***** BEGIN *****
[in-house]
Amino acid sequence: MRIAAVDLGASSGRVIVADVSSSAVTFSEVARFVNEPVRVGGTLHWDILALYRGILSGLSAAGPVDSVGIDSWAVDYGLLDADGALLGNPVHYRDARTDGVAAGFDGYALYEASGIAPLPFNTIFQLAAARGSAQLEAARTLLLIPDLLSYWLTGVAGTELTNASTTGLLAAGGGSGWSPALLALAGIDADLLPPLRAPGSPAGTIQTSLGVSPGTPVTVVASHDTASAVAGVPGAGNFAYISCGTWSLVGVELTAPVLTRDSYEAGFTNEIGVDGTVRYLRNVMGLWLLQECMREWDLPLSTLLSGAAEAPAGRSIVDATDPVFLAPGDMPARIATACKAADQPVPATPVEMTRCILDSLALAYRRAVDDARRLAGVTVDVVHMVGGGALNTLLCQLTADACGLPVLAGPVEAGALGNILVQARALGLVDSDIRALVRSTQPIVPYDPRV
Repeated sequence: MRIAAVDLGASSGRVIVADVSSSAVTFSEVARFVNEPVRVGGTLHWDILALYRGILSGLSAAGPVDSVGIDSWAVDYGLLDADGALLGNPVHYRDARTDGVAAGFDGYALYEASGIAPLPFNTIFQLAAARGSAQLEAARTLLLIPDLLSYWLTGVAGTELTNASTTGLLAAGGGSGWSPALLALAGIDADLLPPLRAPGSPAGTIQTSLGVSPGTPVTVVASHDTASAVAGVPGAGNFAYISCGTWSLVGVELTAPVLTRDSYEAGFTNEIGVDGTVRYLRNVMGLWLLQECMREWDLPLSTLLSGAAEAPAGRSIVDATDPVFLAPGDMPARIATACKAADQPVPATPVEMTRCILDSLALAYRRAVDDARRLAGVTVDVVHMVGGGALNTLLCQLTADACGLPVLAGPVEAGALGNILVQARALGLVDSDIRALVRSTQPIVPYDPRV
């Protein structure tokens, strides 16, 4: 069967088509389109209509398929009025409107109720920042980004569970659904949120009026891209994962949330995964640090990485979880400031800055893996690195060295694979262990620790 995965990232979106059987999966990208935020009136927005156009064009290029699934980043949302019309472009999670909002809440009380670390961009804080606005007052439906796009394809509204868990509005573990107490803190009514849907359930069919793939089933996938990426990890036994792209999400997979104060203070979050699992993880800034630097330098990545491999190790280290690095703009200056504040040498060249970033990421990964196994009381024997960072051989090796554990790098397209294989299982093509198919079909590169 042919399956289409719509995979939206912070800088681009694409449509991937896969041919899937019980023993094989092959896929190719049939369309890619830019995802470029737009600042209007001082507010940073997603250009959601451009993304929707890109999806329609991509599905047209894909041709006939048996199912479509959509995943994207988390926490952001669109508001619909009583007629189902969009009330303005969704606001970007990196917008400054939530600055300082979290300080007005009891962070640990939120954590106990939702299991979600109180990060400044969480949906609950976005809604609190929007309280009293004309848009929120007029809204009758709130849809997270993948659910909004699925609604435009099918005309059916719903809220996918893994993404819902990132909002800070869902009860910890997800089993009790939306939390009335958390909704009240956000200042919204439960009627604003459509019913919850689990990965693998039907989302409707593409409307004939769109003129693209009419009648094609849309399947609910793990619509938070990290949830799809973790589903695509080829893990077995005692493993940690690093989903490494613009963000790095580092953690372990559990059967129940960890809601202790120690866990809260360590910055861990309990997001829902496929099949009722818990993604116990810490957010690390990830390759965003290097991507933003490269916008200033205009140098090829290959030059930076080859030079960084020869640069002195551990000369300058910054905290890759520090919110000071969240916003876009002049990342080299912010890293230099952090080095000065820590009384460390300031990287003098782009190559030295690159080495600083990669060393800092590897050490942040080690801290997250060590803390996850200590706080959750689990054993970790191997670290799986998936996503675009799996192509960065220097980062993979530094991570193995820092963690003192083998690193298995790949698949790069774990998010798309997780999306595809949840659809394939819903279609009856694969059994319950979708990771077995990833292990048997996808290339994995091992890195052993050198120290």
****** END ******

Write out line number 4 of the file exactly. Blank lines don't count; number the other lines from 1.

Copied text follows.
């Protein structure tokens, strides 16, 4: 069967088509389109209509398929009025409107109720920042980004569970659904949120009026891209994962949330995964640090990485979880400031800055893996690195060295694979262990620790 995965990232979106059987999966990208935020009136927005156009064009290029699934980043949302019309472009999670909002809440009380670390961009804080606005007052439906796009394809509204868990509005573990107490803190009514849907359930069919793939089933996938990426990890036994792209999400997979104060203070979050699992993880800034630097330098990545491999190790280290690095703009200056504040040498060249970033990421990964196994009381024997960072051989090796554990790098397209294989299982093509198919079909590169 042919399956289409719509995979939206912070800088681009694409449509991937896969041919899937019980023993094989092959896929190719049939369309890619830019995802470029737009600042209007001082507010940073997603250009959601451009993304929707890109999806329609991509599905047209894909041709006939048996199912479509959509995943994207988390926490952001669109508001619909009583007629189902969009009330303005969704606001970007990196917008400054939530600055300082979290300080007005009891962070640990939120954590106990939702299991979600109180990060400044969480949906609950976005809604609190929007309280009293004309848009929120007029809204009758709130849809997270993948659910909004699925609604435009099918005309059916719903809220996918893994993404819902990132909002800070869902009860910890997800089993009790939306939390009335958390909704009240956000200042919204439960009627604003459509019913919850689990990965693998039907989302409707593409409307004939769109003129693209009419009648094609849309399947609910793990619509938070990290949830799809973790589903695509080829893990077995005692493993940690690093989903490494613009963000790095580092953690372990559990059967129940960890809601202790120690866990809260360590910055861990309990997001829902496929099949009722818990993604116990810490957010690390990830390759965003290097991507933003490269916008200033205009140098090829290959030059930076080859030079960084020869640069002195551990000369300058910054905290890759520090919110000071969240916003876009002049990342080299912010890293230099952090080095000065820590009384460390300031990287003098782009190559030295690159080495600083990669060393800092590897050490942040080690801290997250060590803390996850200590706080959750689990054993970790191997670290799986998936996503675009799996192509960065220097980062993979530094991570193995820092963690003192083998690193298995790949698949790069774990998010798309997780999306595809949840659809394939819903279609009856694969059994319950979708990771077995990833292990048997996808290339994995091992890195052993050198120290």